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Meru - 2Conrad Anker is one of the greatest mountain climbers on his generation, someone who has scaled peaks from Alaska to Antarctica. In 1999, as part of the Mallory and Irvine Research Expedition to Mount Everest, he found George Mallory’s body 75 years after the pioneering mountaineer vanished during an attempted ascent. Jimmy Chin is a photographer, skier, and climber whose accomplishments have included first ascents in Asia’s Karakoram mountain range and skiing down Everest. Longtime climbing partners, the pair and their friend Renan Ozturk, dreamed of being the first to conquer a peak that has bested many a climber, the Shark’s Fin, a peak on Mount Meru in India, 21,000 feet above the Ganges River. Meru, a breathtaking and intense documentary, directed by Chin and his wife, E. Chai Vasarhelyi, and shot by Chin and Ozturk, spins the tale of two expeditions undertaken by the trio in 2008 and 2011 along with their compelling backstories.

The film, the documentary audience award winner at this year’s Sundance Film Festival, is in theaters now where its awe-inspiring images deserve to be seen. Chin and Anker visited San Francisco recently in support of Meru. They are an amiable pair, which isn’t surprising. The film is as much a record of a friendship as it is breathtaking achievement. Their natural habitat may be a precarious alpine perch, but four years after the second expedition and eight months since they started talking about the film at Sundance, they are happy to sit in the confines of a small office and chat about it some more.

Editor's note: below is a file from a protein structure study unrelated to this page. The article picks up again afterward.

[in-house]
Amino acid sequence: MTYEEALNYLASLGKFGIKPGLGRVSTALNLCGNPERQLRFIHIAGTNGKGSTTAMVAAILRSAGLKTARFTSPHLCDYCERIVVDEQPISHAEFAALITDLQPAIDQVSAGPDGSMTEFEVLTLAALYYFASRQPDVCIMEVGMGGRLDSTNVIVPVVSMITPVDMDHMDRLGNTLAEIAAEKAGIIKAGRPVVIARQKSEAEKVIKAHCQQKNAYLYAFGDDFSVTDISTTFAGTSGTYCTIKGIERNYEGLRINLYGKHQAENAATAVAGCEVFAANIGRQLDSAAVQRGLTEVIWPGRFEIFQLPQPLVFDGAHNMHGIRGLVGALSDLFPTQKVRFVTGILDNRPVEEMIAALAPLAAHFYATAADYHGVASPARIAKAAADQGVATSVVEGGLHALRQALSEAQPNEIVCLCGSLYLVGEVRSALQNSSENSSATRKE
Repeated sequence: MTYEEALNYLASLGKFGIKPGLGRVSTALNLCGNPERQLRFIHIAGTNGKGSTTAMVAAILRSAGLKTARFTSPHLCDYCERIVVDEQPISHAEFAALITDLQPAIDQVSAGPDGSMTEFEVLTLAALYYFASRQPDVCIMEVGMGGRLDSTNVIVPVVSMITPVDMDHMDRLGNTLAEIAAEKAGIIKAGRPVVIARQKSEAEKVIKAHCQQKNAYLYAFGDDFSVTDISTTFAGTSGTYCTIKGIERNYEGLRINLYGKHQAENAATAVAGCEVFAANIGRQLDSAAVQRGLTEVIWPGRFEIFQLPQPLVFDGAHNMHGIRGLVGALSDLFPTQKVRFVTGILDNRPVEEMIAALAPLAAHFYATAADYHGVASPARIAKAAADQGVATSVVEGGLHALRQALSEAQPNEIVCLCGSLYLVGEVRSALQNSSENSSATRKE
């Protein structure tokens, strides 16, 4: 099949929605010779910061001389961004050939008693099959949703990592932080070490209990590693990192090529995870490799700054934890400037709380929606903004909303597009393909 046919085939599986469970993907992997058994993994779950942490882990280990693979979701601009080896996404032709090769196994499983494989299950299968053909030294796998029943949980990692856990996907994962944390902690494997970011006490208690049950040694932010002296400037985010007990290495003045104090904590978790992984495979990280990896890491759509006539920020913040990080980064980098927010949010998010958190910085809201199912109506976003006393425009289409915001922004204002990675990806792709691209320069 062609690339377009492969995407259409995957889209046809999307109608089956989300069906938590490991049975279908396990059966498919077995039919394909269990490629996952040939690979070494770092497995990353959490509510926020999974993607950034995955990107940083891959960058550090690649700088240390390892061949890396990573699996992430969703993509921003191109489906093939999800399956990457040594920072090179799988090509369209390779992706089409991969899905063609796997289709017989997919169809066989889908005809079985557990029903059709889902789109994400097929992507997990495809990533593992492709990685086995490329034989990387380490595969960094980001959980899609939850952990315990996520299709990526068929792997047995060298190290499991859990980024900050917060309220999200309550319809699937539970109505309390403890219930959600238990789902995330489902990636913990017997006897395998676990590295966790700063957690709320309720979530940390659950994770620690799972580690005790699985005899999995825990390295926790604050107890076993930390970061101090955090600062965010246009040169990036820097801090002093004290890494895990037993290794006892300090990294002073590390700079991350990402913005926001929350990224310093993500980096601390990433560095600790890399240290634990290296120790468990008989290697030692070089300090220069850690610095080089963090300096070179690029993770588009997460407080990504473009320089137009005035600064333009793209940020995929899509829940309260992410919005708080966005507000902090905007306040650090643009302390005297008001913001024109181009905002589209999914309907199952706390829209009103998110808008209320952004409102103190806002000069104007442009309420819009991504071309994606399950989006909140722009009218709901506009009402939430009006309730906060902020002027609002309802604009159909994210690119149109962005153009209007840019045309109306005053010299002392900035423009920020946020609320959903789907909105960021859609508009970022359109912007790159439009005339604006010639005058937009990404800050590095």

Q: How does it feel to be down on the ground again? Or, I guess I should say, how does it feel when you are down on the ground?

Jimmy Chin: I think we both prefer not be on the ground, normally. We like to be climbing. Your senses are a little bit more firing when you’re climbing. But when we first got down after 2008—I think that feeling’s always very similar. There’s just this tension that, which we love, but after a very sustained amount of time, there’s a big sense of relief. I think the best moment is when we drop the harnesses off and you let them hit the ground. You haven’t been able to drop anything in two weeks. All of the sudden, there’s this moment where you can drop stuff on the ground and it’s almost amusing that you’re not going to lose it forever.